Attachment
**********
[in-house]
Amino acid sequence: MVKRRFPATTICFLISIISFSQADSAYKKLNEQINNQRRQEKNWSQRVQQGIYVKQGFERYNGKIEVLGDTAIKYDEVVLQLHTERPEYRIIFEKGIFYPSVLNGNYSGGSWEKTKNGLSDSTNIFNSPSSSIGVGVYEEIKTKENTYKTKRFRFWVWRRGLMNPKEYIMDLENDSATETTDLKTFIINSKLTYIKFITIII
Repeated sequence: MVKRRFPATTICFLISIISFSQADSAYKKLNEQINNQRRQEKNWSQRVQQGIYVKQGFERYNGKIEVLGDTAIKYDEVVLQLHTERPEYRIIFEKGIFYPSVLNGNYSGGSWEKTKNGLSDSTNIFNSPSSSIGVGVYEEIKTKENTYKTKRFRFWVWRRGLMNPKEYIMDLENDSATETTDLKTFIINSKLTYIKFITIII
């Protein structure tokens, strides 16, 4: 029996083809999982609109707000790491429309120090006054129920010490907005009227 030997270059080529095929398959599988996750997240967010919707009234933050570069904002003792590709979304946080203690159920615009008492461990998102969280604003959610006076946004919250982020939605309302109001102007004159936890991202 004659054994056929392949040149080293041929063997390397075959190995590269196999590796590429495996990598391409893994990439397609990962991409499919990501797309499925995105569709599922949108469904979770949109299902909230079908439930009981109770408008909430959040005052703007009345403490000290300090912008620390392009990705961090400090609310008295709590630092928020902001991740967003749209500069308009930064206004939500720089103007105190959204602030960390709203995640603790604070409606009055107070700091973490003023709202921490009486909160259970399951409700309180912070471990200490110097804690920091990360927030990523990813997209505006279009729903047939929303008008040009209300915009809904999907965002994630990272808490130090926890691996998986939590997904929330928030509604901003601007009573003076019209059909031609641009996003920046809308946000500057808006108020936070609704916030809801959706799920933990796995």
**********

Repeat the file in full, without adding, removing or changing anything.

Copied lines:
[in-house]
Amino acid sequence: MVKRRFPATTICFLISIISFSQADSAYKKLNEQINNQRRQEKNWSQRVQQGIYVKQGFERYNGKIEVLGDTAIKYDEVVLQLHTERPEYRIIFEKGIFYPSVLNGNYSGGSWEKTKNGLSDSTNIFNSPSSSIGVGVYEEIKTKENTYKTKRFRFWVWRRGLMNPKEYIMDLENDSATETTDLKTFIINSKLTYIKFITIII
Repeated sequence: MVKRRFPATTICFLISIISFSQADSAYKKLNEQINNQRRQEKNWSQRVQQGIYVKQGFERYNGKIEVLGDTAIKYDEVVLQLHTERPEYRIIFEKGIFYPSVLNGNYSGGSWEKTKNGLSDSTNIFNSPSSSIGVGVYEEIKTKENTYKTKRFRFWVWRRGLMNPKEYIMDLENDSATETTDLKTFIINSKLTYIKFITIII
């Protein structure tokens, strides 16, 4: 029996083809999982609109707000790491429309120090006054129920010490907005009227 030997270059080529095929398959599988996750997240967010919707009234933050570069904002003792590709979304946080203690159920615009008492461990998102969280604003959610006076946004919250982020939605309302109001102007004159936890991202 004659054994056929392949040149080293041929063997390397075959190995590269196999590796590429495996990598391409893994990439397609990962991409499919990501797309499925995105569709599922949108469904979770949109299902909230079908439930009981109770408008909430959040005052703007009345403490000290300090912008620390392009990705961090400090609310008295709590630092928020902001991740967003749209500069308009930064206004939500720089103007105190959204602030960390709203995640603790604070409606009055107070700091973490003023709202921490009486909160259970399951409700309180912070471990200490110097804690920091990360927030990523990813997209505006279009729903047939929303008008040009209300915009809904999907965002994630990272808490130090926890691996998986939590997904929330928030509604901003601007009573003076019209059909031609641009996003920046809308946000500057808006108020936070609704916030809801959706799920933990796995």